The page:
1. You can remove dead stems at anytime throughout the year and they should be removed every year.
  2. Once your plant is at least 5 years old, remove about 1/3 of the older, living stems, cutting them down to the ground in late June through early August. Try to choose ones not already blooming or that are starting to look a bit naked. Keep an eye to how this will change the shape of the current plant, stepping back once in a while to see how it’s looking. Doing this will revitalize the plant.
  3. To reduce the size of a plant, it can be cut back in June or July without doing away with the following year’s blossoms, but it won’t take long for it to return to its original size, which is why planting where it doesn’t require pruning is recommended.

Method 2This method is used for the snowball (H. arborescens) and PG (PeeGee or H. paniculata) type of hydrangeas. Both of these hydrangeas bloom on new wood, which means that you can prune them any time of year, except in the spring when they are setting buds, or in the summer when they are either preparing to bloom or are in full bloom. Some people even grow hedges of the snowball type, pruning them back almost to the ground in the fall, so as to present a neater winter appearance; but be aware that this type of drastic pruning can keep the stems from reaching the sturdiest size in order to adequately support the huge flower heads. If you do this, you may have to stake your flowers in the spring and summer, or grow them along a fence and use string across the front to offer support when in full bloom. When pruning PGs, we don’t recommend pruning every year, but trimming out criss-crossing branches or those that detract from the overall form. These hydrangeas can be pruned from the bottom into tree-form. The developing trunk and the top branches should not be removed and you should also not attempt to make it look like the tree the first year or two. Patience is key here. Each year just trim a few of the lower branches in order to expose the developing trunk, and then late nature take its natural course. One note: if a tree-pruned paniculata’s main trunk is broken close to the ground, it will grow back as a shrub unless the training process is started again from the new shoots.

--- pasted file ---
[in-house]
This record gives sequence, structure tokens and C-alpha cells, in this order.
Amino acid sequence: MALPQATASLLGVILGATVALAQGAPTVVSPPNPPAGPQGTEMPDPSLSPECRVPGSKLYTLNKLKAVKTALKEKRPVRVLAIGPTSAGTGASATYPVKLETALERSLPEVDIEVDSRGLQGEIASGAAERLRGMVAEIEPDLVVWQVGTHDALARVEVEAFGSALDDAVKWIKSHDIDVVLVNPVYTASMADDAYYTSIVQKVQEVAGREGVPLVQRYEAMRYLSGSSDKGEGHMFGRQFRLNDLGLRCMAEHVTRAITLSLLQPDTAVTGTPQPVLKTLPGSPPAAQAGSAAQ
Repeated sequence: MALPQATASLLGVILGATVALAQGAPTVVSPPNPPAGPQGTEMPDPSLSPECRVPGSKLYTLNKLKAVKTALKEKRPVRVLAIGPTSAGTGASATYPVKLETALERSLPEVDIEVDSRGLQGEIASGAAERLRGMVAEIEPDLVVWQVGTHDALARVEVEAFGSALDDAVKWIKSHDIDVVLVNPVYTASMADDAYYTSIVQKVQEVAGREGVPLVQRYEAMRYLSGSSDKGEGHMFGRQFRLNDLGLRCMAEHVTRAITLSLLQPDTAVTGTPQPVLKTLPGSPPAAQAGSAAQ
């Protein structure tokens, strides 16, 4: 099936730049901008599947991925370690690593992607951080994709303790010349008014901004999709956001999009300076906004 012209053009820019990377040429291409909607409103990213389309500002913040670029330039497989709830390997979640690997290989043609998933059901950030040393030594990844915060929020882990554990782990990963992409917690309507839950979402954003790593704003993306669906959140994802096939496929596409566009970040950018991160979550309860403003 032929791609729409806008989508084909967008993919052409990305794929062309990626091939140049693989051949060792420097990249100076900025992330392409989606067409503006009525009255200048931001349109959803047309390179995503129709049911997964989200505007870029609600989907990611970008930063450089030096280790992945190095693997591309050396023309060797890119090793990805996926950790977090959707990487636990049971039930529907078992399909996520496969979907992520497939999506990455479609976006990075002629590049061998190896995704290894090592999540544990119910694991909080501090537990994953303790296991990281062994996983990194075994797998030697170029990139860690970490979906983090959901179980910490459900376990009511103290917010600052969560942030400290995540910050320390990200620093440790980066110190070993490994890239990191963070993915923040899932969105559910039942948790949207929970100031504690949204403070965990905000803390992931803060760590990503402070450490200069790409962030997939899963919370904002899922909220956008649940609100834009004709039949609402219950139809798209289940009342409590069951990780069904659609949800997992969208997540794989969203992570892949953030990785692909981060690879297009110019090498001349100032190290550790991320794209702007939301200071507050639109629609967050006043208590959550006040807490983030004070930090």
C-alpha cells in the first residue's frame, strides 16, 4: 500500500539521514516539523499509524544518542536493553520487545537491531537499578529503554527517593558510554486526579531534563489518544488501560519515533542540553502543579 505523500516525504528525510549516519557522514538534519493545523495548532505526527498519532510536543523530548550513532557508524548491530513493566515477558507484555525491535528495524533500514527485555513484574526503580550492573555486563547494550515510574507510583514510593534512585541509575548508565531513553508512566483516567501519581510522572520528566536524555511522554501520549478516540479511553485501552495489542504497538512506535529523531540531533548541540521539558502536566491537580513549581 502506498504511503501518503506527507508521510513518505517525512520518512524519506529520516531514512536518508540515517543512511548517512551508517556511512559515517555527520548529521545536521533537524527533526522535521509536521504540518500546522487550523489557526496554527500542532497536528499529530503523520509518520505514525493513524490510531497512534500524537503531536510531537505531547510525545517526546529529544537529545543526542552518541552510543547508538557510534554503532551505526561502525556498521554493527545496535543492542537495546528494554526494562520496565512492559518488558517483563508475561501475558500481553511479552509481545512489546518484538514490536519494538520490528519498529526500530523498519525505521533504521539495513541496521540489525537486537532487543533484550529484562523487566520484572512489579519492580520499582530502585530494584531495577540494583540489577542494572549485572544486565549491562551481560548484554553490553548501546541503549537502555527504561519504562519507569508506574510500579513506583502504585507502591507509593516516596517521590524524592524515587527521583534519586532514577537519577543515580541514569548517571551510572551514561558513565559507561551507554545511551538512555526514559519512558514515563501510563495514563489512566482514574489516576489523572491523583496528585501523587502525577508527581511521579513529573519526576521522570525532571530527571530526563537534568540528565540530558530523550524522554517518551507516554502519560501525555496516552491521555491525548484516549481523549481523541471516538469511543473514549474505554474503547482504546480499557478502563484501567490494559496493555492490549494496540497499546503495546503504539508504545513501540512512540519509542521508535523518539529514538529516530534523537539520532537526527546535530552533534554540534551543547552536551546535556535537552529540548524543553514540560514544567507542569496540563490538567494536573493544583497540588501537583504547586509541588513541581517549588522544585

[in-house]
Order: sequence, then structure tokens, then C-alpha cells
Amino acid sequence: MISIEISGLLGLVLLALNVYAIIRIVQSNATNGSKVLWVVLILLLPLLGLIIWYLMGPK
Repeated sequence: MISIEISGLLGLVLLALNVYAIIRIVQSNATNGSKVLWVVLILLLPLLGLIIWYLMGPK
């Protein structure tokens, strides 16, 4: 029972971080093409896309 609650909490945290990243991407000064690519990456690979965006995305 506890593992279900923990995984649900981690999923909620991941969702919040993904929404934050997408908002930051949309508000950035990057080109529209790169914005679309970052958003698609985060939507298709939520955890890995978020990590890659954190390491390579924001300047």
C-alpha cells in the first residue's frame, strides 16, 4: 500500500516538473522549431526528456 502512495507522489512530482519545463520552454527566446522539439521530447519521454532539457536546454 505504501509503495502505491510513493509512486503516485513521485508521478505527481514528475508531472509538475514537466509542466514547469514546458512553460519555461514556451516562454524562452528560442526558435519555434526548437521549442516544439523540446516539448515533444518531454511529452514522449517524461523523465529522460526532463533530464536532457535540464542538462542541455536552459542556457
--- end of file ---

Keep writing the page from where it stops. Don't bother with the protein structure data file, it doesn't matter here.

Everblooming Hydrangea ShrubThough this may seem like a lot of work, it really isn’t. Once you have the knowledge, the rest is easy. But if you’d rather not worry about it there are a small group of mopheads that will bloom regardless of when they are pruned. These are called everbloomers and will bloom on both old and new wood. And if you want to amend your soil to change the color of your mopheads, it is also quite simple. Hi-Yield Agricultural Limestone will reduce the pH of your soil relatively quickly, resulting in blue coloration, while Hi-Yield Aluminum Sulphate will increase the pH, giving you pink. You also might want to invest in an inexpensive soil tester to determine where your pH lies right now, especially if you are planting new mophead hydrangeas and want to be sure of a particular flower color.